Scattershooting on a Monday after paying 1.55.9 for gas in Burnaby and feeling like I’d won a lottery . . .

Scattershooting

I don’t know how you spent you Memorial Day weekend, but here’s Bob Tory, the general manager of the Tri-City Americans, heading out on another scouting junket. . . .


Dwight Perry of the Seattle Times: “The Minnesota Intercollegiate Athletic Conference is ‘involuntarily’ removing Division III powerhouse St. Thomas’ football program because of its ‘competitive’ advantages. Translation: It wins too much. . . . ‘You can do that?’ asked 31 NBA teams in unison.”



Rob Vanstone, in the Regina Leader-Post, prior to St. Louis taking out San Jose a week ago: “The 2019 NBA playoffs are so much more interesting and entertaining than the NHL post-season. Honestly, is there any reason to care unless you happen to be a fan of the Boston Bruins, St. Louis Blues or San Jose Sharks? The entire post-season process is a grind. The officiating is awful and the calibre of play isn’t much better.”

——

Vanstone continues: “And the NHL’s video-review system? A complete mess. The offside challenges simply have to go. Give the linesmen the final say and leave it there. Please. Enough.”

——

One more from Vanstone, who was on a roll earlier this week: “Drake, who seems to think that he is playing for or coaching the Toronto Raptors, has singlehandedly turned me into a Milwaukee Bucks fan.”


Phone


Hey, NHL, I tried. I really tried. I tried to watch Game 1 of your final, but, well, this thing about letting the players decide things really shouldn’t be a thing. A cross-check is a cross-check and a slash is a slash, except when you pretend it isn’t. So, sorry, but I’m outta here. I’m off to watch the NBA final. Here’s hoping I am able to find a national U.S.-based telecast.

——

So . . . I don’t enjoy play-by-play voices and analysts who constantly seem to be yelling, which is why I rarely watch the Toronto Raptors on Canadian TV. But I tuned in to Game 5 of their series with the Milwaukee Bucks on Thursday night. I gotta say the only thing missing was Buck Martinez.



If you have ever wondered about the popularity and power of the NFL, consider this . . .


“Indianapolis Colts owner Jim Irsay forked over $718,750 to buy John Lennon’s famed piano,” reports the aforementioned Dwight Perry. “Hey, Jim, when the player-personnel people said they wanted Peppers, they meant Julius, not Sgt.”



We got home late Monday afternoon after spending some time on the highways and byways of beautiful B.C. I am pleased to report that we saw a lot of Alberta licence plates along the way, meaning those nice folks continue to visit and spent their hard-earned dollars on our expensive gasoline.


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Scattershooting on a Monday while wondering if we’ve seen last of snow . . .

Scattershooting

“The fumble-fingered Seattle Mariners entered May on pace to commit a whopping 187 errors this season,” notes Dwight Perry of the Seattle Times. “So if the M’s host a Sesame Street Night this season, chances are it’ll be brought to you by the letter ‘E.’ ”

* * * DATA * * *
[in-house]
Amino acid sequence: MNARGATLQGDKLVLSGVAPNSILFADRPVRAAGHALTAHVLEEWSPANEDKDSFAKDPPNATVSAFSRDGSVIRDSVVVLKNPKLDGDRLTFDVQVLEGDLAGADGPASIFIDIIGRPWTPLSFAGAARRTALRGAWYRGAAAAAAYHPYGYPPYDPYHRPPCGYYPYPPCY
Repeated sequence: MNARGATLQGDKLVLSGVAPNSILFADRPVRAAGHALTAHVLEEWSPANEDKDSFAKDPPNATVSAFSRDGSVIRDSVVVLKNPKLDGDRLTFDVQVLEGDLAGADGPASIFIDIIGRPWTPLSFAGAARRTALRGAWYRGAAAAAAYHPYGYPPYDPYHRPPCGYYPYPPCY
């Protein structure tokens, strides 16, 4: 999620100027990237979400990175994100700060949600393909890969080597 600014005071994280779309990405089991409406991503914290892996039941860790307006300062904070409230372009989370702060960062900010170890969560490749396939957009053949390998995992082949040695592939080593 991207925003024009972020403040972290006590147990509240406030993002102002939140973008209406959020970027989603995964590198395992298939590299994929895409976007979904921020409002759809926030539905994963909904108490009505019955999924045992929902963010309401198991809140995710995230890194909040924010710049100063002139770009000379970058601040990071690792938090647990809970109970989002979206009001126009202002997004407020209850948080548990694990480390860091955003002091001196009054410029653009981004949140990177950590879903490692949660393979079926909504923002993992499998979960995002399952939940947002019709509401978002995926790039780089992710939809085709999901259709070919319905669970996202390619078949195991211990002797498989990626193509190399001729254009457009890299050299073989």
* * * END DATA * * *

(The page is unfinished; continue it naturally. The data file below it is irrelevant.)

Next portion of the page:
——

One more from Perry: “From the Sometimes These Items Just Write Themselves file comes word that Houston Astros farmhand Seth Beer hit home runs on back-to-back Thirsty Thursday beer discount nights — April 25 and May 2 — for the Fayetteville (Ark.) Woodpeckers. As for fans of beer and Beer, that’s what you call a doubleheader.”


When Brighton and Hove Albion scored in the 75th minute of a 1-1 draw with Newcastle in a recent Premier League soccer game, it was the club’s first goal in 12 hours 15 minutes of playing time over seven games. Seriously!


Airlines


Headline at TheOnion.com: Retired Marshawn Lynch goes into Yeast Mode while baking.


Starting pitcher Chris Sale of the Boston Red Sox started 0-4, 7.43 this season, which resulted in RJ Currie of SportsDeke.com noting that “the only pitcher looking worse lately is the Trivago guy.”


“Oregon is producing more marijuana than it can legally sell, as in a surplus of 1 million pounds,” reports Perry. “In a related story, demands to be traded to the Portland Trail Blazers just shot through the roof.”


WIFI


Once a pro league goes down the video review rabbit hole there isn’t any turning back, which is why the NHL has to take an immediate look at all major penalties that result in game misconducts next season. . . . And don’t make me laugh by claiming that this will only lengthen game times. Hey, it isn’t like there are four of these penalties a game.


Is Pierre McGuire the only broadcaster in captivity who is able to speak without breathing, something that allows him to just keep on talking and talking and talking . . .?


In case you are wondering why old friend Jack Finarelli is the Sports Curmudgeon, here’s a recent example:

“I read a report recently that a school district in Central New York will not use any pesticides on any of the athletic fields in the district.  Folks there have run across some “organic stuff” that will be applied to the fields and that will supposedly take care of all the pests that might be associated with large grass fields in that climate zone. How ecologically friendly is that?

“I wonder why they don’t take the next rather obvious step here and end the use of mowing equipment whose 2-cycle engines spew all sorts of environmental nasties into the air.  For the cost of a bit of fencing the school district managers could get a few goats and turn them loose on the field to let Mother Nature really take over there.”

Now you know my he’s a must-read on a daily basis.


It is Friday, 11:25 a.m. There are six Rogers Sportsnet channels available on our satellite TV feed. One of them is showing darts. Of course, it is. . . . The St. Louis Cardinals and Chicago Cubs are just starting a game on another one. On the other four? The game from the previous night between the Toronto Blue Jays and Los Angeles Angels.